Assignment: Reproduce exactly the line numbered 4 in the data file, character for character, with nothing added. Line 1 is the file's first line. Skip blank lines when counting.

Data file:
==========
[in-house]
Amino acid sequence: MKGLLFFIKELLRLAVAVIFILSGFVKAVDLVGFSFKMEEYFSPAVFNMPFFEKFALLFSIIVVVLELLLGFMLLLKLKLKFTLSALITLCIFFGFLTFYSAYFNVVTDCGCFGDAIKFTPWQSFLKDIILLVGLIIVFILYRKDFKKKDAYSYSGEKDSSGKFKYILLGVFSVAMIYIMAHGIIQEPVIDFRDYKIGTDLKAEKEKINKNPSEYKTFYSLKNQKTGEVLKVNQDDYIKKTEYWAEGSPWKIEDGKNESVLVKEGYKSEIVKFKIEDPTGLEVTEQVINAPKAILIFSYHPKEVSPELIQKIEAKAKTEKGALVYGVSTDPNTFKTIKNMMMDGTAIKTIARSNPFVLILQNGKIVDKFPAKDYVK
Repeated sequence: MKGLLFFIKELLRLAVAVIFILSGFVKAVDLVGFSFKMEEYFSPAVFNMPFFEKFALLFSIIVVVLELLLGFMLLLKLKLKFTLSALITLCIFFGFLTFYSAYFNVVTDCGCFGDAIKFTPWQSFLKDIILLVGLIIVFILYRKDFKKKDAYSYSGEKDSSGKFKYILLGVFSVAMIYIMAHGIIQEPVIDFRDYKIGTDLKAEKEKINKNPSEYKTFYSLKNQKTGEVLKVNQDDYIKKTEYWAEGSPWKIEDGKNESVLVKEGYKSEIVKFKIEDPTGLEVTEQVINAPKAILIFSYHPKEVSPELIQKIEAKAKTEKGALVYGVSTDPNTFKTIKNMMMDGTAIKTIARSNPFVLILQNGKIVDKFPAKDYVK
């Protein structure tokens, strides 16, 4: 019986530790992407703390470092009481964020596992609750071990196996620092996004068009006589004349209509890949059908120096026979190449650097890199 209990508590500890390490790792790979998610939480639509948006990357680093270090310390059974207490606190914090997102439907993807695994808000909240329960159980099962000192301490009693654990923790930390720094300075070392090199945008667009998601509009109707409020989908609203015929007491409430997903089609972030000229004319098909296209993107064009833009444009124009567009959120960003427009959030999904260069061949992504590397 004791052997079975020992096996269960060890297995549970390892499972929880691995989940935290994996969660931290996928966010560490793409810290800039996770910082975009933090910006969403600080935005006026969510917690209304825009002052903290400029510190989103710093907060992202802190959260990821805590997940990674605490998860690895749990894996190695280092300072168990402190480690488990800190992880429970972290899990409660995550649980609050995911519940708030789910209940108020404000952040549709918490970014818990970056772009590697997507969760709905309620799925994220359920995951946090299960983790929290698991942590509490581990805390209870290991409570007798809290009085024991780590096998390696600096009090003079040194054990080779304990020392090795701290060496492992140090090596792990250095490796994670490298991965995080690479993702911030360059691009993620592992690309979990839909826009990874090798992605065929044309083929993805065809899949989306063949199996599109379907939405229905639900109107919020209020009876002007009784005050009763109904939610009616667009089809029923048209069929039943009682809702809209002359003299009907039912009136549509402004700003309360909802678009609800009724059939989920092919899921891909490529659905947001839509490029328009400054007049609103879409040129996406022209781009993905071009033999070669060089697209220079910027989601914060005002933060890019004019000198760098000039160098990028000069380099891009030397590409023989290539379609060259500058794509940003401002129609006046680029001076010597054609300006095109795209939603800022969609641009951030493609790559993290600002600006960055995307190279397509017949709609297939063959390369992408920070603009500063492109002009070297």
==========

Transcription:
């Protein structure tokens, strides 16, 4: 019986530790992407703390470092009481964020596992609750071990196996620092996004068009006589004349209509890949059908120096026979190449650097890199 209990508590500890390490790792790979998610939480639509948006990357680093270090310390059974207490606190914090997102439907993807695994808000909240329960159980099962000192301490009693654990923790930390720094300075070392090199945008667009998601509009109707409020989908609203015929007491409430997903089609972030000229004319098909296209993107064009833009444009124009567009959120960003427009959030999904260069061949992504590397 004791052997079975020992096996269960060890297995549970390892499972929880691995989940935290994996969660931290996928966010560490793409810290800039996770910082975009933090910006969403600080935005006026969510917690209304825009002052903290400029510190989103710093907060992202802190959260990821805590997940990674605490998860690895749990894996190695280092300072168990402190480690488990800190992880429970972290899990409660995550649980609050995911519940708030789910209940108020404000952040549709918490970014818990970056772009590697997507969760709905309620799925994220359920995951946090299960983790929290698991942590509490581990805390209870290991409570007798809290009085024991780590096998390696600096009090003079040194054990080779304990020392090795701290060496492992140090090596792990250095490796994670490298991965995080690479993702911030360059691009993620592992690309979990839909826009990874090798992605065929044309083929993805065809899949989306063949199996599109379907939405229905639900109107919020209020009876002007009784005050009763109904939610009616667009089809029923048209069929039943009682809702809209002359003299009907039912009136549509402004700003309360909802678009609800009724059939989920092919899921891909490529659905947001839509490029328009400054007049609103879409040129996406022209781009993905071009033999070669060089697209220079910027989601914060005002933060890019004019000198760098000039160098990028000069380099891009030397590409023989290539379609060259500058794509940003401002129609006046680029001076010597054609300006095109795209939603800022969609641009951030493609790559993290600002600006960055995307190279397509017949709609297939063959390369992408920070603009500063492109002009070297």